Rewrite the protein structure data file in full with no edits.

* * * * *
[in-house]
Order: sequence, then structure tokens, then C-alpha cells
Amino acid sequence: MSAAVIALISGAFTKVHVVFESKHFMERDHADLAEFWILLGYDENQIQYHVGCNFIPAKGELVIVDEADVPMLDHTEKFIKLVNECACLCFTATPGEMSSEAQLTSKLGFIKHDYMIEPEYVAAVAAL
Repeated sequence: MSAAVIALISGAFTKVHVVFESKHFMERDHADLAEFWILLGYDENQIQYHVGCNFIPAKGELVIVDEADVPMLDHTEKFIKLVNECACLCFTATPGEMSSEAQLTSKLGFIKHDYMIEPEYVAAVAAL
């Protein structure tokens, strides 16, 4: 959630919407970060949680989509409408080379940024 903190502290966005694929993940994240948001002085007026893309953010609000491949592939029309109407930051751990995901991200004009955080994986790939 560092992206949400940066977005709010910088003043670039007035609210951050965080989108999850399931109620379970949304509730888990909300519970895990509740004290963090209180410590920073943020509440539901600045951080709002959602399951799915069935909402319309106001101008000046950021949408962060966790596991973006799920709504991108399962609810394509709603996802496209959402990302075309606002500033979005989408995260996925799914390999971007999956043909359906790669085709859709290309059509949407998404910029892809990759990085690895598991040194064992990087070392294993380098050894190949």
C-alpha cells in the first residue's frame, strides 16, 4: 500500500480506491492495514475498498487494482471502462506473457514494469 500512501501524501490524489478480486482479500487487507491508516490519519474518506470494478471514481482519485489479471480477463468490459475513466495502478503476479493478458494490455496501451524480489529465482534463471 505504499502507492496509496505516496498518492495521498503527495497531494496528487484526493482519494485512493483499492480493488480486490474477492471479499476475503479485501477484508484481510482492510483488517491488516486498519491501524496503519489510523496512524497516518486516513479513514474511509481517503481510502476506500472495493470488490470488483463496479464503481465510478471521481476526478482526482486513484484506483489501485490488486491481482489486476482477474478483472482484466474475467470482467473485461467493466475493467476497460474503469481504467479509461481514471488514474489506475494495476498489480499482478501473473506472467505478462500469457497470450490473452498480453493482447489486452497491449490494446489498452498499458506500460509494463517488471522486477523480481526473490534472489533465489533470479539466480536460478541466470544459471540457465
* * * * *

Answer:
[in-house]
Order: sequence, then structure tokens, then C-alpha cells
Amino acid sequence: MSAAVIALISGAFTKVHVVFESKHFMERDHADLAEFWILLGYDENQIQYHVGCNFIPAKGELVIVDEADVPMLDHTEKFIKLVNECACLCFTATPGEMSSEAQLTSKLGFIKHDYMIEPEYVAAVAAL
Repeated sequence: MSAAVIALISGAFTKVHVVFESKHFMERDHADLAEFWILLGYDENQIQYHVGCNFIPAKGELVIVDEADVPMLDHTEKFIKLVNECACLCFTATPGEMSSEAQLTSKLGFIKHDYMIEPEYVAAVAAL
């Protein structure tokens, strides 16, 4: 959630919407970060949680989509409408080379940024 903190502290966005694929993940994240948001002085007026893309953010609000491949592939029309109407930051751990995901991200004009955080994986790939 560092992206949400940066977005709010910088003043670039007035609210951050965080989108999850399931109620379970949304509730888990909300519970895990509740004290963090209180410590920073943020509440539901600045951080709002959602399951799915069935909402319309106001101008000046950021949408962060966790596991973006799920709504991108399962609810394509709603996802496209959402990302075309606002500033979005989408995260996925799914390999971007999956043909359906790669085709859709290309059509949407998404910029892809990759990085690895598991040194064992990087070392294993380098050894190949």
C-alpha cells in the first residue's frame, strides 16, 4: 500500500480506491492495514475498498487494482471502462506473457514494469 500512501501524501490524489478480486482479500487487507491508516490519519474518506470494478471514481482519485489479471480477463468490459475513466495502478503476479493478458494490455496501451524480489529465482534463471 505504499502507492496509496505516496498518492495521498503527495497531494496528487484526493482519494485512493483499492480493488480486490474477492471479499476475503479485501477484508484481510482492510483488517491488516486498519491501524496503519489510523496512524497516518486516513479513514474511509481517503481510502476506500472495493470488490470488483463496479464503481465510478471521481476526478482526482486513484484506483489501485490488486491481482489486476482477474478483472482484466474475467470482467473485461467493466475493467476497460474503469481504467479509461481514471488514474489506475494495476498489480499482478501473473506472467505478462500469457497470450490473452498480453493482447489486452497491449490494446489498452498499458506500460509494463517488471522486477523480481526473490534472489533465489533470479539466480536460478541466470544459471540457465